Senior horses also should be continuously provided with electrolytes (e.g., ELECTROLYT 7) and fresh water to not put their cardiovascular system under stress in extreme hot or cold temperatures.

Probiotics - Little helpers with large effects

Probiotics are vital microorganisms with many benefits to the horse beyond their nutritive value. They can boost microbiological fibre digestion, improve fermentative process efficiency, and increase mineral absorption in the large colon of the horse. The most common and only approved probiotic for horses is Saccharomyces cerevisiae, a yeast species that optimizes the balance of fibre and starch digestion in the large colon. Enriching the horse’s diet with S. cerevisiae (contained in MEGA BASE) can help to keep the pH in the cecum especially in horses fed diets high in starch. Adding S. cerevisiae to the daily diet can also be beneficial for senior horses in supporting the immune system’s activity.

Radical oxidateive stress reduction

Beside many factors, free radical accumulation is suspicious to speed up aging processes by harming cell membrane layers which is called oxidative stress and has been implicated in many health disorders in horses. Free radicals promote the degradation of muscle cells, connective tissue as well as joint components and should be eliminated from the horse’s organism properly with help of antioxidants like vitamin C, E and selenium.

Beside the well-known antioxidant effects of vitamin C for maintaining a health function of the immune system, it can help to protect joint structures from oxidative stress. Vitamin C is synthesized in the horse’s liver in sufficient levels but can decrease in aged horses due to reduced liver function.

Supplementation with vitamin E (e.g., EXCELL E, TRIFORCE) is recommended for aging horses as it provides potent antioxidant properties for the locomotor system, nerves and the vascular system. Vitamin E also can support the defence mechanisms of the respiratory system.

Selenium is an essential component of the enzyme glutathione peroxidase which plays a leading role in protecting cell membrane layers from free radicals. As an adequate selenium intake cannot be assumed on typical forage provided to horses – and cereal grains which have a low selenium content as well – supplementation is highly recommended (e.g., EXCELL E) to prevent selenium deficiency.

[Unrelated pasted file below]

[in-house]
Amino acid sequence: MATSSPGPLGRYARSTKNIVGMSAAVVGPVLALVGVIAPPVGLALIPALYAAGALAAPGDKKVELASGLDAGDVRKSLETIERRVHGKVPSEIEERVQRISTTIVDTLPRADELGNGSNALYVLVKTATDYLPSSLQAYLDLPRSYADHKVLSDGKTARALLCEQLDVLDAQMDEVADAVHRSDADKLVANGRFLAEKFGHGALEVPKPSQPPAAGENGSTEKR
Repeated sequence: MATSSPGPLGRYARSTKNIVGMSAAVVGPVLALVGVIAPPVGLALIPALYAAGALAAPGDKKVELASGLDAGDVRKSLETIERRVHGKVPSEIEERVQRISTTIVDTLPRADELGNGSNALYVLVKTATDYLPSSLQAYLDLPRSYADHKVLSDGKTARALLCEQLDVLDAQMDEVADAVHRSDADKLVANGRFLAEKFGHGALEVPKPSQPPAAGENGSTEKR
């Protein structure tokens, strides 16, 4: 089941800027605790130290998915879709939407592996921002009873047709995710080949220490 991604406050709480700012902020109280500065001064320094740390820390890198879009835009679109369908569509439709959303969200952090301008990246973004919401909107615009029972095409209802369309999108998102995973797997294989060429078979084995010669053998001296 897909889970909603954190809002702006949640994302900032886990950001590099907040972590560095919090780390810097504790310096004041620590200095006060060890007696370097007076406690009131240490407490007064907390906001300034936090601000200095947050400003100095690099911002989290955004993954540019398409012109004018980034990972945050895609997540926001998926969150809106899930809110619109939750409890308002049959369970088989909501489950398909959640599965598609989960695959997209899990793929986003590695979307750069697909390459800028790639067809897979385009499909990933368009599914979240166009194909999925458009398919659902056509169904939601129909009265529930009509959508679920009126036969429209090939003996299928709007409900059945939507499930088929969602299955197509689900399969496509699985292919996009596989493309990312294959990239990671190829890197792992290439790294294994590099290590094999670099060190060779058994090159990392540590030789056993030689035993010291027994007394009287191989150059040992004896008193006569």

Long-life joint flexibility for maximum mobility comfort

One main goal in aging horses is to maintain joint mobility enabling a convenient life for the senior without any trouble. Joint discomfort like stiffness often comes along with the natural aging process. Although most joint disorders are located in the horse’s legs, attention also need to be paid to the facet joints in the neck, back and the hip joints, especially in (former) high performance horses.

Specific nutrients can provide support for intermittent joint stiffness and discomfort in aging horses. Especially antioxidants, cartilage-building and immunomodulating nutrients can help to support joint mobility in senior horses. Glucosamine (e.g., ARTPHYTON) is a precursor of glycosaminoglycans and an essential building brick of the extracellular matrix of joint cartilage. ​Due to its anti-inflammatory properties, devil's claw (e.g., ARTPHYTON) can be a valuable support as well especially in cases of chronic joint discomfort in order to improve the horse's mobility and quality of life.

Nutrients with immunomodulating effects (e.g., FLEXADIN & FLEXADIN ADVANCED) can also help to improve the quality of life in elder horses by down-regulating discomfortable processes limiting joint mobility.

Dr. med. vet. Caroline Fritz